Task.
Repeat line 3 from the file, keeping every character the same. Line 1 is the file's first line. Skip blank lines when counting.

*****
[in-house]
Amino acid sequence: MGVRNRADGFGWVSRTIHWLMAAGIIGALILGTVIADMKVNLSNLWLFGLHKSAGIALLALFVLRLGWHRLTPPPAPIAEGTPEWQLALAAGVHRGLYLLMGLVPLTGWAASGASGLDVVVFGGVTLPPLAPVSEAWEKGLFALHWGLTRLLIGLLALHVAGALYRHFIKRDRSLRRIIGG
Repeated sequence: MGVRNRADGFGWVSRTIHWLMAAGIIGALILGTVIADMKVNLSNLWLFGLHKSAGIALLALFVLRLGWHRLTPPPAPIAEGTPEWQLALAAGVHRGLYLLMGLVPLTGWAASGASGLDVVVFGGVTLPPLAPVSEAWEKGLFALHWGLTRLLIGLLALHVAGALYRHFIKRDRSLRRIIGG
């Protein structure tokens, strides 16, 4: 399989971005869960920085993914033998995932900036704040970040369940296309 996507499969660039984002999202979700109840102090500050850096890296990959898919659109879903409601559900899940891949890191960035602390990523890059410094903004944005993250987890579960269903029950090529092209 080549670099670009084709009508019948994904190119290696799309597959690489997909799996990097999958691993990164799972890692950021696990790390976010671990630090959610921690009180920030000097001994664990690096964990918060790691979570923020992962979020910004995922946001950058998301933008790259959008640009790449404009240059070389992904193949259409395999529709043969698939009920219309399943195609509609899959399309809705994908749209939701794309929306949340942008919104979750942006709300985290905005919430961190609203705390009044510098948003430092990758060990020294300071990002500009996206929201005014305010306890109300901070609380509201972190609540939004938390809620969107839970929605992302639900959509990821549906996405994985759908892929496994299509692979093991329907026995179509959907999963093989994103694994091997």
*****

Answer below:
Repeated sequence: MGVRNRADGFGWVSRTIHWLMAAGIIGALILGTVIADMKVNLSNLWLFGLHKSAGIALLALFVLRLGWHRLTPPPAPIAEGTPEWQLALAAGVHRGLYLLMGLVPLTGWAASGASGLDVVVFGGVTLPPLAPVSEAWEKGLFALHWGLTRLLIGLLALHVAGALYRHFIKRDRSLRRIIGG